At the end of the program in 2013, Laika (the name given to the robot by the kids) will be launched into space by NASA with all the kids art work, stories and data from the journey so that when (the kids) look up into the night sky, they’ll be reminded about how far their imaginations can carry them…That’s rewarding in a number of ways because it’s looking at storytelling as having a multiple layered approach.”

Eye: What has been the biggest challenge you’ve had to face?

Lance Weiler: ”There are many. A lot of the ways that I’m looking at storytelling in the 21st century, and one of the reasons that I was so excited when I was invited to be a producer in residence here, was the opportunity to look at how story is fundamentally changing. Some of the biggest challenges for me have been looking at story and saying; how can I make it more meaningful? How can I make it more impactful? How can I make stories that have more value?”

Eye: What are your goals/plans for the future?

Lance Weiler: “I work with the World Economic Forum, sitting on different steering committees for them and looking at the future of content creation and digital governance. I’m really interested in how story can have more of a role not only in entertainment, but also in policy, and education.

Moving forward, I’m interested in how I can produce projects, or tell stories that have impact. I think that’s really a big goal. How can I do something with a story that can get people excited to learn, excited to share, or give them an opportunity to step away from their lives and escape if that’s what they’re looking for.”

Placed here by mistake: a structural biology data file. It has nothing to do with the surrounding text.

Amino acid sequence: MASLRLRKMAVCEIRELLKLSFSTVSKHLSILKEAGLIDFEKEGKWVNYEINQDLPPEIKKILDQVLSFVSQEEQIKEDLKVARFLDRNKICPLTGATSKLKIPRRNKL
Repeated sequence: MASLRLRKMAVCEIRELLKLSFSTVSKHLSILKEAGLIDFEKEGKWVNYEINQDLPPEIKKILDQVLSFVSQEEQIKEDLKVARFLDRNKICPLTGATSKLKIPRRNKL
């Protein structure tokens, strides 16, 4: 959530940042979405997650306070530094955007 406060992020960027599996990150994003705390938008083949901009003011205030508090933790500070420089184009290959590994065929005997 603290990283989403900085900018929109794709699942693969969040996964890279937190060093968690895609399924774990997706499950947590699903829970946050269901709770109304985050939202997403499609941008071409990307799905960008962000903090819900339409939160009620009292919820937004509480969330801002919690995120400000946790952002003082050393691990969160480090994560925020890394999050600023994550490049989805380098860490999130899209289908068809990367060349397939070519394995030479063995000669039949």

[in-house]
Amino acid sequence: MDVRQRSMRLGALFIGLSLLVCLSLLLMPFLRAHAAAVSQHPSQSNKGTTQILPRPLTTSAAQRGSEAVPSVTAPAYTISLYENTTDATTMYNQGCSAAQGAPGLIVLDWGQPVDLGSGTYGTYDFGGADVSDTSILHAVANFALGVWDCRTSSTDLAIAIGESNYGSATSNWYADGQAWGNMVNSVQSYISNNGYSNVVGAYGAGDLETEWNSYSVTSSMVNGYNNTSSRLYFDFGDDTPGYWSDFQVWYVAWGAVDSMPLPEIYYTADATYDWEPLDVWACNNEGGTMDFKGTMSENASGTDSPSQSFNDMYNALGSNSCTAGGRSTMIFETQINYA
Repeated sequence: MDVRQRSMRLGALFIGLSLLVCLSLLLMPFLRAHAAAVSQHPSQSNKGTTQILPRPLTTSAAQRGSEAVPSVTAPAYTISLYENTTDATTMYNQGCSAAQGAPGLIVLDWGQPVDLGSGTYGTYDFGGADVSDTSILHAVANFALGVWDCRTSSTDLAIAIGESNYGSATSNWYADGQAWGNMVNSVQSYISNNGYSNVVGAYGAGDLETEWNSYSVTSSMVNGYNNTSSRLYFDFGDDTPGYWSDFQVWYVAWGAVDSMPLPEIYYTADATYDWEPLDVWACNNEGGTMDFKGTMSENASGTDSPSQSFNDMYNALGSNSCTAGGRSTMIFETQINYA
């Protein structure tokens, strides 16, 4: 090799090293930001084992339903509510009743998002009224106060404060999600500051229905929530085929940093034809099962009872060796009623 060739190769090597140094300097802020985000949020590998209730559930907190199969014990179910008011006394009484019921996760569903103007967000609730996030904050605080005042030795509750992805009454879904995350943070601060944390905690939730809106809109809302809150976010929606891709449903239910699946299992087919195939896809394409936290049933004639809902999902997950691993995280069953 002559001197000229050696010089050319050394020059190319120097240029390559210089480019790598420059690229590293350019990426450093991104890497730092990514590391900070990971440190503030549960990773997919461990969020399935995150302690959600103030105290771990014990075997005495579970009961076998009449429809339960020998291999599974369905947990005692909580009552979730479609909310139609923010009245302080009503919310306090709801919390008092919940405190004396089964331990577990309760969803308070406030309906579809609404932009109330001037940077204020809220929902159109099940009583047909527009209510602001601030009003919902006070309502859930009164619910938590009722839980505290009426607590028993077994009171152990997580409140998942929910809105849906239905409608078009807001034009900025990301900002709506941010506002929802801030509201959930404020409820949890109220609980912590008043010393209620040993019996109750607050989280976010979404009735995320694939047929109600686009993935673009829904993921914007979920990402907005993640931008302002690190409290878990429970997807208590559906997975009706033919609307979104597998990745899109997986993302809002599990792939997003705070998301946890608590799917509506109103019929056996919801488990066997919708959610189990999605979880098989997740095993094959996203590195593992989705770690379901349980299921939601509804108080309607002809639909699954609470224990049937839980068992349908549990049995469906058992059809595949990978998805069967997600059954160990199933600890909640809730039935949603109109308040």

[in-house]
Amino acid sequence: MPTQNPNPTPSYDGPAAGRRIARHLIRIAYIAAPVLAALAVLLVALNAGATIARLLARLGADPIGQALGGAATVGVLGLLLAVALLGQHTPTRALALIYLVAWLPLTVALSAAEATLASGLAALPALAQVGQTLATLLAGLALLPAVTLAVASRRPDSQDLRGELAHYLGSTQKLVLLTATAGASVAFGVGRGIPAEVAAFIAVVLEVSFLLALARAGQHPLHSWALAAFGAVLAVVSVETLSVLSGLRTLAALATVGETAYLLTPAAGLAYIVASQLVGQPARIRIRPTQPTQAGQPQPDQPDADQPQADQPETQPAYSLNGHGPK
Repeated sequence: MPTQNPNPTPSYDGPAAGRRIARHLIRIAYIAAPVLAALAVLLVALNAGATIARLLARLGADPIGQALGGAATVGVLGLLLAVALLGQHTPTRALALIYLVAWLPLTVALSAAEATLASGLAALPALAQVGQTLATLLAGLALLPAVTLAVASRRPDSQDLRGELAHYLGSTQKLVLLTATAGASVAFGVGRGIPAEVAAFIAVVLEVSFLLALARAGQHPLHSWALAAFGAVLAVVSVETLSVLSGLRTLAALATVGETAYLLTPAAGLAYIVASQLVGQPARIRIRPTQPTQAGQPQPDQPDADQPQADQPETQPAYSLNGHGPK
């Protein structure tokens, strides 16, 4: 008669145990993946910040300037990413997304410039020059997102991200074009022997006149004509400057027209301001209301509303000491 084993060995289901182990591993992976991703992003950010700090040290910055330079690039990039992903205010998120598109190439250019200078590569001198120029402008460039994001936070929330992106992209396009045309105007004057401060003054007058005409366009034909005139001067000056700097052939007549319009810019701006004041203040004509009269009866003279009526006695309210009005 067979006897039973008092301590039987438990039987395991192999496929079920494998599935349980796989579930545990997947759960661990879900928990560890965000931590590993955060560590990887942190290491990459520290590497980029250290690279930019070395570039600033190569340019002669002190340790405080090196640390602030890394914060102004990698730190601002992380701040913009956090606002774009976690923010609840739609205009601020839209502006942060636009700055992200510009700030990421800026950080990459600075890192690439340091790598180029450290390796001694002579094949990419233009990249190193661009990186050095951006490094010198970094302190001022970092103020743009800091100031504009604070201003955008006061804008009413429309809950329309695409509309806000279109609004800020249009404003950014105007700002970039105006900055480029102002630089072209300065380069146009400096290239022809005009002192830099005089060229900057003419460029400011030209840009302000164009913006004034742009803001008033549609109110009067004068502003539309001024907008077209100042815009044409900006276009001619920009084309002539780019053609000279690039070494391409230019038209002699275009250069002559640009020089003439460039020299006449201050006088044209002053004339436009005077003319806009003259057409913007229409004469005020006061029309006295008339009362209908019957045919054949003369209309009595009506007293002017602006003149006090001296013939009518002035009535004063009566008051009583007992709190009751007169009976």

Eye: You have a history in horror movie production, what draws you towards this genre of film?

Lance Weiler: “I love horror and science fiction because you can layer in a lot of subtext. They leave room for imagination, the creation of worlds and things that are otherworldly. You can layer that subtext back in and make statements that you might not be able to make in other forms.

I’ve been fascinated with science fiction and horror because a lot of the times it allows you to mine a dark part of your psyche or self that you normally wouldn’t.”

Eye: What types of things are you doing with Ryerson’s RTA program?

Lance Weiler: “Here in RTA, I’m helping to bring in a mixture of design thinking, narrative design and game mechanics. I’m here to challenge students and faculty to the idea that story can be pervasive.

Here at Ryerson, I’ll bring in certain methods that I work with, certain knowledge that I have from being in the trenches and being an innovator within the space, as well as share those ideas. I think what Ryerson has tasked me with is to come in and share some of that insight, or that knowledge of those skills with the students, and to challenge the students in ways that ignite their imaginations and give them an opportunity to step onto this new terrain.”

Eye: What advice would you give anyone hoping to pursue film?

Lance Weiler: “I would encourage people to pick up cameras and tell stories any way that they can. The more that you can tell stories the better…Find that thing that really gives you a degree of joy or happiness and really look to go after that.”